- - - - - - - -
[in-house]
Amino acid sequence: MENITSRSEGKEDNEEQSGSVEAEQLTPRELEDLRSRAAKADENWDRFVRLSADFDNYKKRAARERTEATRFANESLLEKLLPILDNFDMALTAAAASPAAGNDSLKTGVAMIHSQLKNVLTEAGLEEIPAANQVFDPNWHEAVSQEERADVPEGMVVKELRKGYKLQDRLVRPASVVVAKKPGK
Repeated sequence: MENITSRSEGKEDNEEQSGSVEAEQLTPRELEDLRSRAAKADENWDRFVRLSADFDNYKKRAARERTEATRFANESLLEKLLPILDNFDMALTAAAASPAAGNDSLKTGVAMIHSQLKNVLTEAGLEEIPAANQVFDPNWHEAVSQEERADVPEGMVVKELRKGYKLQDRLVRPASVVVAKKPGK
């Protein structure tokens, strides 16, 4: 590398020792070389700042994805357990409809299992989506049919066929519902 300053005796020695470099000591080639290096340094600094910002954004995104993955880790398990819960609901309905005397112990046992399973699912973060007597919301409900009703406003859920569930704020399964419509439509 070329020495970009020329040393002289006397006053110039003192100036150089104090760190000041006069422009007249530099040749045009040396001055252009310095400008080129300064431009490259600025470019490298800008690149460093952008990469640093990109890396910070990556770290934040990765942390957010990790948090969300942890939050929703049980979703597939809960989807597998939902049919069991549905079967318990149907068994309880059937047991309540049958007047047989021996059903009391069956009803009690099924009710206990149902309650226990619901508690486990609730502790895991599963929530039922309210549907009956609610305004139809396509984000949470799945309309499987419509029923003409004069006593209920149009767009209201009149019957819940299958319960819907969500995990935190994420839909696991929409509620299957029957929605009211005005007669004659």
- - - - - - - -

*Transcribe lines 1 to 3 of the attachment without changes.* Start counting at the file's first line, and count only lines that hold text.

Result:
[in-house]
Amino acid sequence: MENITSRSEGKEDNEEQSGSVEAEQLTPRELEDLRSRAAKADENWDRFVRLSADFDNYKKRAARERTEATRFANESLLEKLLPILDNFDMALTAAAASPAAGNDSLKTGVAMIHSQLKNVLTEAGLEEIPAANQVFDPNWHEAVSQEERADVPEGMVVKELRKGYKLQDRLVRPASVVVAKKPGK
Repeated sequence: MENITSRSEGKEDNEEQSGSVEAEQLTPRELEDLRSRAAKADENWDRFVRLSADFDNYKKRAARERTEATRFANESLLEKLLPILDNFDMALTAAAASPAAGNDSLKTGVAMIHSQLKNVLTEAGLEEIPAANQVFDPNWHEAVSQEERADVPEGMVVKELRKGYKLQDRLVRPASVVVAKKPGK